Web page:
Partnership shone through when a project to replace two lookout huts on Dartmoor Training Area in Devon was faced with the challenge of physically transporting the huts to their final destination at the top of two granite tors. The RAF and the Royal Navy offered their assistance in the form of a Merlin helicopter and a team on the ground to orchestrate the successful siting of the two huts.
The huts are an important part of how the training area operates. Dartmoor National Park has a high volume of rainfall, which makes it susceptible to erosion. For this reason Landmarc, DIO‘s industry partner for the day-to-day management of the Defence training estate, employs a team of Range Clearers. These individuals operate on horseback, moving livestock from the range before live firing starts to protect them and the fragile environment. Once this task is complete, the clearers fall back to lookout huts on the periphery to scan and monitor the ranges in case of any incursions into the live firing area.
Two of the huts needed to be replaced so we worked with our supplier, Thurston Group Ltd, on the design. We upgraded the specification slightly to include double glazing and new wood burning stoves, which will help to deal with the harsh winter weather Dartmoor is prone to.
Placing the new huts
The location of the huts is well off the track network, with one at Rough Tor and the other at Great Mis Tor, both within the Merrivale Ranges of Dartmoor Training Area. As a result we were faced with the challenge of how to site them safely and efficiently. We knew that in the past huts had been flown out as underslung loads on Sea King or Chinook helicopters.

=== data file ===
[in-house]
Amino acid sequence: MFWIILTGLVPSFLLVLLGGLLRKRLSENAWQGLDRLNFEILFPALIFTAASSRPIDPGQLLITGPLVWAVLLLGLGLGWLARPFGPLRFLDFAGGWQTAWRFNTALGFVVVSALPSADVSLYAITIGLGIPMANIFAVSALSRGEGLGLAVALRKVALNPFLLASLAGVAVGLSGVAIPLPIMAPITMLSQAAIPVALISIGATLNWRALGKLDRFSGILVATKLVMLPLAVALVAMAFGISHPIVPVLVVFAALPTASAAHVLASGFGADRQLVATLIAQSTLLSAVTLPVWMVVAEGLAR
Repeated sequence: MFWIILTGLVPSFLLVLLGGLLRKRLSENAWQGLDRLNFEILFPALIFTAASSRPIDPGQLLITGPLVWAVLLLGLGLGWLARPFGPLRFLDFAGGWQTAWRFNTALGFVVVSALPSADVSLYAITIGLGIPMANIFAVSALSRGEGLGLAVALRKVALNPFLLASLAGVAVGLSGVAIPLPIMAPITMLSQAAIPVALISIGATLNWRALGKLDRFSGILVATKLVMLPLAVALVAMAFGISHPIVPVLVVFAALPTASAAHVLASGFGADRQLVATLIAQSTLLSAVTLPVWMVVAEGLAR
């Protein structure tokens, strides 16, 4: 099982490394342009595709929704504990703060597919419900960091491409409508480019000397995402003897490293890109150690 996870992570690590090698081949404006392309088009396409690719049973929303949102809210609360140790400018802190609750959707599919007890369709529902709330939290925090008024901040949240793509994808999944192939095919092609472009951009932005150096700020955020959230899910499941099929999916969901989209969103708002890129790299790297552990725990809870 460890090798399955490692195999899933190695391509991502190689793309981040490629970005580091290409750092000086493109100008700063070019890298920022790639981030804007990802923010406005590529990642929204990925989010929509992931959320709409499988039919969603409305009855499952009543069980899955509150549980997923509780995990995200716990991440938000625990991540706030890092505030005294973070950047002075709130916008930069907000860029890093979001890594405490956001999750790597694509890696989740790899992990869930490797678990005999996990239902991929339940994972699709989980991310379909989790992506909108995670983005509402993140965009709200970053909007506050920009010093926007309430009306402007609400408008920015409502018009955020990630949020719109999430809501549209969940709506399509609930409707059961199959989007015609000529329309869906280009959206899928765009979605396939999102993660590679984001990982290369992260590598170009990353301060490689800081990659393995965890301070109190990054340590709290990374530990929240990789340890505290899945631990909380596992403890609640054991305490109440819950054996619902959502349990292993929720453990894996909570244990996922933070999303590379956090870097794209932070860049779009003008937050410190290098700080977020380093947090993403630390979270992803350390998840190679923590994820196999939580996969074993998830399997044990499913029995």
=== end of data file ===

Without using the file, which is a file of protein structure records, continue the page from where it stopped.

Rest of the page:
Crispin D'Apice, the DIO Training Safety Officer for Okehampton, got in touch with the RAF Joint Air Delivery and Test & Evaluation Unit. They confirmed they would be happy to assist by arranging a helicopter and personnel to move the new huts out and bringing the old huts back in for recycling.
On the day, Landmarc staff were positioned at both locations as well as Holming Beam where the old huts were to be temporarily stored. The RAF ground teams were very efficient and looked as though they did this sort of thing on a daily basis! The Royal Navy duly obliged with a helicopter and during a well-orchestrated day the two huts were flown out from Okehampton Camp and onto the moor under a Merlin and anchored into position, all ready for live firing resume. It was a nervy day for the onlooking Crispin and I but everything went very smoothly. It was a real win-win situation, benefiting us by providing a much-needed service, and providing a training opportunity for our military colleagues.